Denise O’Connor is the Founder and Executive Director of Mid-Atlantic Mothers’ Milk Bank. In the following interview, she speaks about the experience of partnering with PULSE.

CC: Why did your organization decide to work with PULSE?

DO: We heard wonderful things about the program from other non-profits. The milk bank is a startup organization and PULSE seemed like an excellent way to help build capacity. We love the idea of having young adults just starting their careers learning about donor milk too.

CC: What is the most rewarding part of working with PULSE?

DO: Working with Koehler! Our PULSE Fellow is a perfect match for our organization. We have benefited greatly from her skills. She brings a fresh perspective too. Throughout her time with us we have coordinated opportunities for her to shadow clinicians and have other experiences that will benefit her as she makes career decisions.

CC: How has your partnership with PULSE impacted your organization?

DO: It has allowed us to build capacity and visibility.

CC: What do you like most about your current PULSE follow and/or other fellows you’ve worked with?

DO: Koehler is an extremely intelligent and motivated employee that quickly became an important member of our team. Her most prized skill is the ability to autonomously lead new projects- a must in a startup environment like this!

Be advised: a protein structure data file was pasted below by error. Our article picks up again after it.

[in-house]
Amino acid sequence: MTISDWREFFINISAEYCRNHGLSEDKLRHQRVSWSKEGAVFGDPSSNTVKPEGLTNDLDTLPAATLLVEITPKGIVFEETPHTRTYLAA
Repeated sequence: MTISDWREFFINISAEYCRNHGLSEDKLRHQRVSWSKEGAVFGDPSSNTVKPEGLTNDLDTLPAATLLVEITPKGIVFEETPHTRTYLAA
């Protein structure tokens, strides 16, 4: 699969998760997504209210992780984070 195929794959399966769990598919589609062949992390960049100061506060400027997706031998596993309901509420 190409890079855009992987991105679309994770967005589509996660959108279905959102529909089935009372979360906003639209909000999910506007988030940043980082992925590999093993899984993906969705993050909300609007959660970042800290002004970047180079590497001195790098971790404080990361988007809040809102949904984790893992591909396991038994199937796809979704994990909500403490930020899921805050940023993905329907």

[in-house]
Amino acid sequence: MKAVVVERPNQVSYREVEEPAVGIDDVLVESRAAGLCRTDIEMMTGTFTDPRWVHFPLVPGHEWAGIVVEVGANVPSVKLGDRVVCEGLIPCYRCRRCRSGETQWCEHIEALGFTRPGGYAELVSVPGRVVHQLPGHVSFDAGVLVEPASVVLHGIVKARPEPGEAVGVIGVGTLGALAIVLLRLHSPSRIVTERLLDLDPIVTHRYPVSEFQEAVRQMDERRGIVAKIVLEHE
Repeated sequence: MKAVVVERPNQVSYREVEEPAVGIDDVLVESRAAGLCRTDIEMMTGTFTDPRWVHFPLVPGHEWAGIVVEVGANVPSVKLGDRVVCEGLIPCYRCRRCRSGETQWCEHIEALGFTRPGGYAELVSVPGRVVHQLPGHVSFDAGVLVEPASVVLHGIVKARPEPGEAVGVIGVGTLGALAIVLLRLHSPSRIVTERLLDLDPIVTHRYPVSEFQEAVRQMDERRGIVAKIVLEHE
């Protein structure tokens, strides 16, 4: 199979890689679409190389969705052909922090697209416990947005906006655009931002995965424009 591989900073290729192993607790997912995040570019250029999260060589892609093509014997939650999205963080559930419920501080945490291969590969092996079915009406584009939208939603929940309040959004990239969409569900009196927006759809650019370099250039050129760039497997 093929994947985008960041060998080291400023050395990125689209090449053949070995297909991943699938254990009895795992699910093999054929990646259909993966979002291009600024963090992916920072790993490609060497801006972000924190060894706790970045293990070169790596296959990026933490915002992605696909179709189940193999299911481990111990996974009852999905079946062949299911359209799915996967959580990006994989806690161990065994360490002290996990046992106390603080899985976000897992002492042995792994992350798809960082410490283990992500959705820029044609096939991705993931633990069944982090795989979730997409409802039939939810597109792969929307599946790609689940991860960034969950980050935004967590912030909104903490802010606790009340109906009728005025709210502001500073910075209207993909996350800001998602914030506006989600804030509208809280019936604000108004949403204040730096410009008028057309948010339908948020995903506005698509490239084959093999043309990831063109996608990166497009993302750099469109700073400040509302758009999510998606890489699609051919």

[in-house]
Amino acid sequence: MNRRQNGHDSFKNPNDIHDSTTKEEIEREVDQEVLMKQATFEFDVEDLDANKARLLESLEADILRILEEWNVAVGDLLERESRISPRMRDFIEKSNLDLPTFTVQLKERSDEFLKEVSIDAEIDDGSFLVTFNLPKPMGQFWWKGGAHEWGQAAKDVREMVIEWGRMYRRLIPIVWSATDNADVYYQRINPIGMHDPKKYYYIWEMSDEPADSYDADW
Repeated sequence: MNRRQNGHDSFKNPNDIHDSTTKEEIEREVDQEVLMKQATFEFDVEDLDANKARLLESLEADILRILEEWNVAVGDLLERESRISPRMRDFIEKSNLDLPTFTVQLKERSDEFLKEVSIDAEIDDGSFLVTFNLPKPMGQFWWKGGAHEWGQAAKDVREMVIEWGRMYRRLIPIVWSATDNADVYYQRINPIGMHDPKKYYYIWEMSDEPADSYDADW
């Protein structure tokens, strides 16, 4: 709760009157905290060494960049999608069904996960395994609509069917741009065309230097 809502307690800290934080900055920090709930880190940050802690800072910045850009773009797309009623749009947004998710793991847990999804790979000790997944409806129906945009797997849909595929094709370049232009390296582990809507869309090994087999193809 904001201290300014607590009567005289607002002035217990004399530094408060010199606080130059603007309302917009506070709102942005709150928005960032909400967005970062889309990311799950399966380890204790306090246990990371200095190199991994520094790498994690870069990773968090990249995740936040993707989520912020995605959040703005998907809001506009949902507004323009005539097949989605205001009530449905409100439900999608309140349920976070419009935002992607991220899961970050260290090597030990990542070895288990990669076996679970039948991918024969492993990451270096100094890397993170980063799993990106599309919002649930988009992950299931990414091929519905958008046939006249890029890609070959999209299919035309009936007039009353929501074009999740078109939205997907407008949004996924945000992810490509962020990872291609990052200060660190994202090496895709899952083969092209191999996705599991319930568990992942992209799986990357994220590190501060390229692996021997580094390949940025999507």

CC: What would you tell other Pittsburgh nonprofits about PULSE?

DO: Apply! You will not regret it. Wonderful program.

Check out more great Partner Stories.

This is part of a series of posts about the Nonprofit Partner experience with PULSE. If you would like to learn more about a Nonprofit Partnership, please visit our Partner Page.

 

Alumni Story: Jodi Beyeler

Jodi Beyeler is a 2000-2001 PULSE alumnae. In this interview she discusses her experiences in PULSE in regards to creating community, developing leadership skills, serving in Pittsburgh.

What about the PULSE program was attractive to you? Was there anything about it that surprised you?

I was really drawn to the rich combination PULSE offered of community living with other young adults, a service placement that was tailored to my interests and skills, and educational enrichment that enhanced the experience in this urban setting. I had never lived in a city before, so I was surprised how much I came to love and appreciate Pittsburgh and its rich history, unique cultures.

What was the best part of your PULSE experience?

Besides meeting Mr. Rogers in his last year of creating his show, the best part was the community of people I got to know in deep and rich ways: my housemates, my work colleagues and the broader PULSE community of alumni and supporters.

What kind of work do you do now?

I am the Director of Communications at Goshen College, my alma mater.

How did PULSE prepare you for what you are doing now?

It was a year that shaped the questions I think about in terms of how I want to live my life, who I want to be, how I want to relate to my community and the broader world. I am so grateful for the many people who walked with me in those meaningful conversations.

How have you stayed connected with PULSE?

I still stay in touch with many of the people I got to know that year. I encourage college students that I get to know and who would be a good fit for PULSE to consider it as an opportunity after graduation. And I am a donor because I am thankful for the rich experience I had and want to help make that possible for others.

 

Story by PULSE.  Read more Alumni Stories.